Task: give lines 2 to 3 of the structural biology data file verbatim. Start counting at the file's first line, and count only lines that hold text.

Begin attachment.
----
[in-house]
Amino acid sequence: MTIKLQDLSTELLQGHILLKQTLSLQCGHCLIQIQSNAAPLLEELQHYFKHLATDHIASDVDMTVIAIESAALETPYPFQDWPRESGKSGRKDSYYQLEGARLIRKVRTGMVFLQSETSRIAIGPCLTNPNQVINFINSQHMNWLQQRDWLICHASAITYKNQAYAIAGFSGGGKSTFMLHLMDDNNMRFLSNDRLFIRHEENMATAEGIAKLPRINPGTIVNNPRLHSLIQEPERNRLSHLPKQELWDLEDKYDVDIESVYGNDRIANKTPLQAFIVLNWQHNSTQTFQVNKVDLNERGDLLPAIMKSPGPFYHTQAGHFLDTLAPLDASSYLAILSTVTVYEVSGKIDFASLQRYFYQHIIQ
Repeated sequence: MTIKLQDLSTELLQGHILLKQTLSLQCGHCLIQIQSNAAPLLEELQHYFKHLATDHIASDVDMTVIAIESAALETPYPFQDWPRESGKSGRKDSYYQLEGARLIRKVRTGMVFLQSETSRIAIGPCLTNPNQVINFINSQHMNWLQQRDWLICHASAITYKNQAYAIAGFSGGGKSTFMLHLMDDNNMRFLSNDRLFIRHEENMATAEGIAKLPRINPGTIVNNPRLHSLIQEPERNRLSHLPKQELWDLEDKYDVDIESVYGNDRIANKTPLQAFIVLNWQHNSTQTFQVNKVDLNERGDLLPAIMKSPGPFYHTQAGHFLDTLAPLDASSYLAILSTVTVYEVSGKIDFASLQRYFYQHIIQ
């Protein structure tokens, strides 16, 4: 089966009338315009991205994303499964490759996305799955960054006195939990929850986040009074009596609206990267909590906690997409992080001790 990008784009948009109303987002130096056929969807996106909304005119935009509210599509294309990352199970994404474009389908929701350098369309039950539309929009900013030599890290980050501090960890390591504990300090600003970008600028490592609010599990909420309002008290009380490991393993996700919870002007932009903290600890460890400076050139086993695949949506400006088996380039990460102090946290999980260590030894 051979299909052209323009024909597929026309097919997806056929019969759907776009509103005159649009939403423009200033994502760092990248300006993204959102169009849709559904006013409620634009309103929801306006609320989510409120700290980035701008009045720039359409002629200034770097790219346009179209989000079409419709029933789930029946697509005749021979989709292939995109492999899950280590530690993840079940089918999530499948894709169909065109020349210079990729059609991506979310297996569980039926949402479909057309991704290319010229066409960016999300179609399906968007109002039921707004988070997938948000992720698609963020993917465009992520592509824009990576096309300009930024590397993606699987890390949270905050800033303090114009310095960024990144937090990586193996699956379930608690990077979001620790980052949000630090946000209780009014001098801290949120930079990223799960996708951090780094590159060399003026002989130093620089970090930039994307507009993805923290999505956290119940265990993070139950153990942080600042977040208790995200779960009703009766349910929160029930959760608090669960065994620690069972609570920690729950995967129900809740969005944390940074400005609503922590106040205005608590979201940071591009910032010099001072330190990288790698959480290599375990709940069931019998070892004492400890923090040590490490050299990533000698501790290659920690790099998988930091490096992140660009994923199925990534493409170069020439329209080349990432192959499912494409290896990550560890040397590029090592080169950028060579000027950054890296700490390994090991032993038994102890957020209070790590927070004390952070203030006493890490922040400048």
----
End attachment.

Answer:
Amino acid sequence: MTIKLQDLSTELLQGHILLKQTLSLQCGHCLIQIQSNAAPLLEELQHYFKHLATDHIASDVDMTVIAIESAALETPYPFQDWPRESGKSGRKDSYYQLEGARLIRKVRTGMVFLQSETSRIAIGPCLTNPNQVINFINSQHMNWLQQRDWLICHASAITYKNQAYAIAGFSGGGKSTFMLHLMDDNNMRFLSNDRLFIRHEENMATAEGIAKLPRINPGTIVNNPRLHSLIQEPERNRLSHLPKQELWDLEDKYDVDIESVYGNDRIANKTPLQAFIVLNWQHNSTQTFQVNKVDLNERGDLLPAIMKSPGPFYHTQAGHFLDTLAPLDASSYLAILSTVTVYEVSGKIDFASLQRYFYQHIIQ
Repeated sequence: MTIKLQDLSTELLQGHILLKQTLSLQCGHCLIQIQSNAAPLLEELQHYFKHLATDHIASDVDMTVIAIESAALETPYPFQDWPRESGKSGRKDSYYQLEGARLIRKVRTGMVFLQSETSRIAIGPCLTNPNQVINFINSQHMNWLQQRDWLICHASAITYKNQAYAIAGFSGGGKSTFMLHLMDDNNMRFLSNDRLFIRHEENMATAEGIAKLPRINPGTIVNNPRLHSLIQEPERNRLSHLPKQELWDLEDKYDVDIESVYGNDRIANKTPLQAFIVLNWQHNSTQTFQVNKVDLNERGDLLPAIMKSPGPFYHTQAGHFLDTLAPLDASSYLAILSTVTVYEVSGKIDFASLQRYFYQHIIQ